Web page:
How candidates fund their campaigns

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How candidates fund their campaigns


Left: Park Geun-hye, presidential candidate of the ruling Saenuri Party, campaigns on Friday at a meeting with businessmen organized by the Korea International Trade Association. [YONHAP] Center: Moon Jae-in, presidential candidate of the main opposition Democratic United Party, checks on city construction in Wonju, Gangwon, on Friday.[YONHAP] Right: Independent candidate Ahn Cheol-soo pays respects on Friday at a tombstone of a victim killed during an uprising on Jeju Island that lasted from 1948 to 1954. [NEWSIS]

Presidential campaigns are costly, and irregularities involving campaign finances have often been an Achilles’ heel for Korea’s past presidents.

As political reform has become a trending topic in the upcoming presidential election, three major candidates promised transparent campaign finance methods and came up with creative ways to raise funds.

According to the National Election Commission, each presidential candidate is entitled to spend 55.9 billion won ($51.3 million) on their campaigns until the Dec. 19 presidential election.

The candidates are allowed to receive contributions from their patrons of up to 5 percent of the sum, roughly 2.8 billion won each.

Park Geun-hye, the presidential candidate of the ruling Saenuri Party, plans to receive donations to that ceiling. She is also expected to receive 16 billion won from the state subsidy for representing a political party. The amount was determined based on the number of lawmakers inside the legislature.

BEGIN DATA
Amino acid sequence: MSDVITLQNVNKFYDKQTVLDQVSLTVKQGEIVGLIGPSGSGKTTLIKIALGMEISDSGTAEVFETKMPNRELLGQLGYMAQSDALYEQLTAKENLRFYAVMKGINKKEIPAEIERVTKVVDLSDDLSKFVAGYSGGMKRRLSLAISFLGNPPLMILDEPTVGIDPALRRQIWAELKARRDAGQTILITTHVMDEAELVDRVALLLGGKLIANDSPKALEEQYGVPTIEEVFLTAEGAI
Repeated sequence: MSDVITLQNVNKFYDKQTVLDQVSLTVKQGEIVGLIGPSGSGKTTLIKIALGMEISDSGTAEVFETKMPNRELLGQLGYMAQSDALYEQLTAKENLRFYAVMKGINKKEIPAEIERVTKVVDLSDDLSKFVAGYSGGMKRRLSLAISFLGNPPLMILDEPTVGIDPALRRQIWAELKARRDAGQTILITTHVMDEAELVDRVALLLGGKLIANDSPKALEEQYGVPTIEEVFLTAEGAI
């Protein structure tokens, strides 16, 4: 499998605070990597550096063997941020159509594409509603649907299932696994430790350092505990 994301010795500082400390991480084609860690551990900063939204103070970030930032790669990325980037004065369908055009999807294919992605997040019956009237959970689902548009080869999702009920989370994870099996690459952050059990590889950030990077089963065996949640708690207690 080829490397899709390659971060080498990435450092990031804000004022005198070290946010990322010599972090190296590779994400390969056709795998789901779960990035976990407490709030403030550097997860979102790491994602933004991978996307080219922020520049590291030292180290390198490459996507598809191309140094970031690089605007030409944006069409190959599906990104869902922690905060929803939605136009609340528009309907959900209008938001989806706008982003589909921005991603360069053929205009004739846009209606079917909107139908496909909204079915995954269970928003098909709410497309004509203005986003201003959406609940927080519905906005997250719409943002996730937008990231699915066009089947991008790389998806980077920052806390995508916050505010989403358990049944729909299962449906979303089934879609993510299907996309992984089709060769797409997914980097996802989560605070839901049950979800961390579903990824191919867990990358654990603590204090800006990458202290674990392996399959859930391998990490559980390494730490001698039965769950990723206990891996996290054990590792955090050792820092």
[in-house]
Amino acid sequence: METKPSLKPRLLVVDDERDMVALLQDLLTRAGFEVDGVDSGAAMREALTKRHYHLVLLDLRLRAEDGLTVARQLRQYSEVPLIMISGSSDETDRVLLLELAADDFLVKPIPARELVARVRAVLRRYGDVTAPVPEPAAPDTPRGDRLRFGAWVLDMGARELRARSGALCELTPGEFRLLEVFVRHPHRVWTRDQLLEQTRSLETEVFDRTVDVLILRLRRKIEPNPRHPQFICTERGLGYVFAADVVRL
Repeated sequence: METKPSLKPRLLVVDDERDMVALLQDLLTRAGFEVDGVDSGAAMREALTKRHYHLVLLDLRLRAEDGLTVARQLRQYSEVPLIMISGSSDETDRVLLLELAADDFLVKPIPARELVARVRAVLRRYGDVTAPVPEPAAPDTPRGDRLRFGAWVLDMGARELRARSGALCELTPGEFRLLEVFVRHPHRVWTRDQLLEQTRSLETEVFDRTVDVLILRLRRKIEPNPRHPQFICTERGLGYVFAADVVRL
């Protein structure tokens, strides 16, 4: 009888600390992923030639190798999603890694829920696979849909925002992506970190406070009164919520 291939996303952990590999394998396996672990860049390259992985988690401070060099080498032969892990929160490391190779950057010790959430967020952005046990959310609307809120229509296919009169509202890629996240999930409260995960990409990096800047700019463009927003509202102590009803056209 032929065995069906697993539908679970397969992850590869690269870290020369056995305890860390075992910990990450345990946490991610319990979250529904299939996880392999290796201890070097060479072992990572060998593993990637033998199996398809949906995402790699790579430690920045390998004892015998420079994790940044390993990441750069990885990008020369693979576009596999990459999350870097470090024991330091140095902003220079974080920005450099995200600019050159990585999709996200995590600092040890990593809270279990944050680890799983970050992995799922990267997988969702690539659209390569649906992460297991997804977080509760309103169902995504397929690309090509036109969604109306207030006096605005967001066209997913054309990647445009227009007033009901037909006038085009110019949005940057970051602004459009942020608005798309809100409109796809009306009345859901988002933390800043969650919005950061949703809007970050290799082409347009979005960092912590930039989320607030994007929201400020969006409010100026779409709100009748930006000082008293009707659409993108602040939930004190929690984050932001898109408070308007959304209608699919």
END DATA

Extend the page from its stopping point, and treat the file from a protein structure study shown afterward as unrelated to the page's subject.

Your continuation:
She will then take out up to 40 billion won in loans from financial institutions. The party said it is confident it will be able to pay the sum back after the election because the state reimburses the entire campaign costs for a candidate who earns more than 15 percent of the total votes in the election.

Moon Jae-in of the Democratic United Party also plans to raise 2.8 billion won through contributions and receive 15.2 billion won of state subsidies for representing the largest opposition party.

Then, he employed an unconventional method to finance his campaign. He raised 20 billion won by selling an investment product called the “Moon Jae-in Ivy Fund.” The sale of the fund began at 9 a.m. on Oct. 22, and he managed to raise the 20 billion won in 56 hours from 34,799 people. The presidential candidate promised to pay back investors after the election with annual interest of 3.09 percent.

“You will see a president who is in debt to the people, but not conglomerates,” Moon said on Oct. 27 when he met with his investors.

He also plans to raise another 20 billion won during November, depending on the process of candidate consolidation with independent Ahn Cheol-soo. Concerns were raised that, if Moon decided to quit the race as a result of consolidation with liberal candidate Ahn, his investors would lose their money because he won’t be eligible for the state reimbursement of campaign funds.

The Moon campaign said the money raised through investment funds won’t be spent until the Nov. 26 deadline for candidate registration to ensure returns to investors.

Ahn, who is not backed by a political party, plans to raise 2.8 billion won from donations but won’t receive any money from the state. He also plans to follow Moon’s suit and sell investment funds to the public, but no specific announcement was made as of yesterday about the sale.

Ahn’s Seoul National University medical school friends are strong backers of the former doctor. “All of the medical doctors around the nation also said they will give their support,” an Ahn campaign official said.

Since the announcement of his presidential bid on Sept. 19, Ahn has spent more than 600 million won to rent an office and operate his campaign. Sources said he collected about 200 million won from his donors, far lower than the ceiling limit of 2.8 billion won, but the Ahn campaign has not officially announced the amount of contributions made to the independent candidate.